The late Arthur Penn was more “sinn’d against than sinning,” after he made his third western, The Missouri Breaks, when most critics and viewers felt the film was a disaster. A famous US publication Variety described the film’s achievement as “corned beef and ham hash.” According to reports on the making of this “revisionist” western, a term given to Westerns with anti-heroes, strong women, and a critical approach to re-evaluate established military heroes, government and business policies for the sake of authenticity, Penn was out-gunned in his directorial effort by his two megastars Marlon Brando and Jack Nicholson who took a dislike to each other during the filming. But is that a correct evaluation? Perhaps, not so. Most of the scenes in the film in which a viewer could assume the two stars were filmed together were actually filmed separately. Unfortunately, the poor reception of this film with the viewing public sounded the death knell of the Hollywood Western, which until then was considered commercially a safe bet among the many genres. 


When a director such as Penn chooses to make a film on any subject he/she believes in, it is inevitable that there is some value addition that the director provides to the written work of the novelist/playwright/screenplay-writer—in this case, screenplay-writer Thomas McGuane and the un-credited interloper on the McGuane script Robert Towne (who had just a few years before in 1974 earned fame with Polanski’s Chinatown, another Nicholson film). And what was Penn’s value addition? It is useful to re-evaluate the film more as a Penn film rather than Brando film or a Nicholson film or even a McGuane film. It is important to note that The Missouri Breaks was made by Penn on the heels of two important Penn films The Little Big Man and Night Moves.  Both these films accentuate Penn’s growing interest in studying opposites in human beings, in oxymorons, in duality. The very title of  “little big” is an oxymoron that viewers might dismiss as a quaint Indian name or a contribution of the  author of the tale, Thomas Berger. And yet the film The Little Big Man is all about a man with unremarkable physique who could not only satisfy four wives sexually but had the wits to out-manoeuvre the strategies of General Custer to a considerable extent. Penn’s General Custer and Wild Bill Hickok are considerably different from other tales about them.  They are heroes with lots of chinks in their armour.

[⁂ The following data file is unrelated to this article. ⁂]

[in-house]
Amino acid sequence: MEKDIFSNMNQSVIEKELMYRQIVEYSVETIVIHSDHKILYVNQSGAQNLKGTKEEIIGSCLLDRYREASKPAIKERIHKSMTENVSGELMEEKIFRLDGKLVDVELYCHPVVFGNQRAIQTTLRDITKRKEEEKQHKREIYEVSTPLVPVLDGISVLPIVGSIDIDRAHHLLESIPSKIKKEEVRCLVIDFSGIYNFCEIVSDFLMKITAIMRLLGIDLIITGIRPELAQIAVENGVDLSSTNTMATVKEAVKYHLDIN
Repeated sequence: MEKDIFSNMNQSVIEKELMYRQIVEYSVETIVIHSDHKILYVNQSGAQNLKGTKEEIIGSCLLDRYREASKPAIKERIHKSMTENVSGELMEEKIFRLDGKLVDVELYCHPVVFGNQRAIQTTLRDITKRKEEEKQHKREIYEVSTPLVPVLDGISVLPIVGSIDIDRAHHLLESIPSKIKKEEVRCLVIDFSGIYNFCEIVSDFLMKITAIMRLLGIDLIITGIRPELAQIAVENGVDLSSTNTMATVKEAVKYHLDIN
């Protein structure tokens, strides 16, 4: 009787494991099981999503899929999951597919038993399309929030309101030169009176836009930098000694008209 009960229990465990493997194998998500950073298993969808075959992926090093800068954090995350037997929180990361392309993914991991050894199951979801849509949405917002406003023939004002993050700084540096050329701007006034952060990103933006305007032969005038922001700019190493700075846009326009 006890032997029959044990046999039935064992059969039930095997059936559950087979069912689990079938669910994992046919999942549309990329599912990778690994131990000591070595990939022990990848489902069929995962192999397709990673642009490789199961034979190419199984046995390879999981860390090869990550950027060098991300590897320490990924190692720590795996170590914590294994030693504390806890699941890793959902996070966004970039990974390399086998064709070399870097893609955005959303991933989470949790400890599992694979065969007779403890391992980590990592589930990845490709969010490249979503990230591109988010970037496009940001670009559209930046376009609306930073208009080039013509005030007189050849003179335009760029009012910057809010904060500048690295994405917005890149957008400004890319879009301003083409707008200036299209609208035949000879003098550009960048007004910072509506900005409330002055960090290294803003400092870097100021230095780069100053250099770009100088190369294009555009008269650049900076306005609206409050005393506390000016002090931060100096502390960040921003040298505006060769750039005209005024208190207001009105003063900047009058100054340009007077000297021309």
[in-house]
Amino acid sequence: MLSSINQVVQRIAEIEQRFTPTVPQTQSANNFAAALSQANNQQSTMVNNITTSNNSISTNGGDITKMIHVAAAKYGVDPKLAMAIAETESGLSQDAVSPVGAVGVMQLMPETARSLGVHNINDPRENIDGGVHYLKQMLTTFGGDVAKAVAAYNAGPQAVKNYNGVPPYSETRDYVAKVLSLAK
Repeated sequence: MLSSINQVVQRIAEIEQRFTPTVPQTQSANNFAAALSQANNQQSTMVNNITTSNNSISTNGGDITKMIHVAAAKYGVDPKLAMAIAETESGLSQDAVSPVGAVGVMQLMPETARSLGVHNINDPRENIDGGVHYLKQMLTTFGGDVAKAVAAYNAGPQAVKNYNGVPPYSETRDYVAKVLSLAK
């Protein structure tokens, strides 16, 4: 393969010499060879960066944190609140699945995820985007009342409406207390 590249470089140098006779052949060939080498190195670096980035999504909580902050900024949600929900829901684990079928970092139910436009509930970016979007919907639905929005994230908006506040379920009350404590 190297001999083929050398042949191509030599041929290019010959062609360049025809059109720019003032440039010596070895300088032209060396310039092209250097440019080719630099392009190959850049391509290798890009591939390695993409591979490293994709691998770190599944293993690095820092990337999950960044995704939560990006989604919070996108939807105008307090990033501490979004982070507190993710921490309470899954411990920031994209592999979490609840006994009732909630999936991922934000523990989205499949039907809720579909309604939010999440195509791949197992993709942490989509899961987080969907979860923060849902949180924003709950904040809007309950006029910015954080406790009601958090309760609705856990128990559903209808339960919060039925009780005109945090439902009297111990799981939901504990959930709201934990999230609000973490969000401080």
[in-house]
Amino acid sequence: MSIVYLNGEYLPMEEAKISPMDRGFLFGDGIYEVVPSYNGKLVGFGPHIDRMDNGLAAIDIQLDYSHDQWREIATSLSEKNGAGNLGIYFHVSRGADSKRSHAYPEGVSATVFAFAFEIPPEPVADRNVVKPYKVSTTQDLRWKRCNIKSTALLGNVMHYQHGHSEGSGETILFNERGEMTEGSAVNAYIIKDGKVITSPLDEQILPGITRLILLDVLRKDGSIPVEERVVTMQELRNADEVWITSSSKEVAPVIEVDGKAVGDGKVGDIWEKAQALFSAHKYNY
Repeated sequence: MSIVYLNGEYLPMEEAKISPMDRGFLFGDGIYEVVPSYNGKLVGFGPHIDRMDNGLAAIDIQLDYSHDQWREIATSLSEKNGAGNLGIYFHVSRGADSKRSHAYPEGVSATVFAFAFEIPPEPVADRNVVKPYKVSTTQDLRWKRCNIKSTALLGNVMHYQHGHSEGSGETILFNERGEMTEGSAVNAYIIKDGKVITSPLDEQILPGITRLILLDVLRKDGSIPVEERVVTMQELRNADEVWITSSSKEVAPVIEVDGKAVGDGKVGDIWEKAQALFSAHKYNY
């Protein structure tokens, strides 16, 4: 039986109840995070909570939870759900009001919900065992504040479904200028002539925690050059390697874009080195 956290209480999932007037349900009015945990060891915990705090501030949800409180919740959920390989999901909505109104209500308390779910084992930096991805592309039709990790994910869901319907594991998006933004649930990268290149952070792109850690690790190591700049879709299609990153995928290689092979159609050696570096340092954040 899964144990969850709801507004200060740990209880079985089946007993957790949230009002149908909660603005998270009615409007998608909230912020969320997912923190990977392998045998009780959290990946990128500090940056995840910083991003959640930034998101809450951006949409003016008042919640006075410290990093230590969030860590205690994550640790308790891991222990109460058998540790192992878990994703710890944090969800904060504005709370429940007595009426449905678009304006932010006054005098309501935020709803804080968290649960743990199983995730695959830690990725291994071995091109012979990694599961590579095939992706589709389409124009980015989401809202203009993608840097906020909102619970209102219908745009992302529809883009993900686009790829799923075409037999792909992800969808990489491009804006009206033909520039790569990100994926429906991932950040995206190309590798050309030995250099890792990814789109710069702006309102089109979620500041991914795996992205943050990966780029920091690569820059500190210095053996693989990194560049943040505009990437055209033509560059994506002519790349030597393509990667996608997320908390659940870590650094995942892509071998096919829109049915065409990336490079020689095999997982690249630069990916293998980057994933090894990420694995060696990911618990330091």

And almost every other lesser character in the film proves to be different for the viewer as that film progressed. In Night Moves, Penn’s work that followed The Little Big Man, Penn presents another anti-hero tale about a detective named Harry Moseby, played by Gene Hackman. In Night Moves, we have an engaging and yet unusual tale of a man who can solve complex marital relationships of others but inexplicably fails to solve his own. Obviously, Penn was getting fond of making movies that explored the inherent contradictions in humans---physical, mental, and psychological.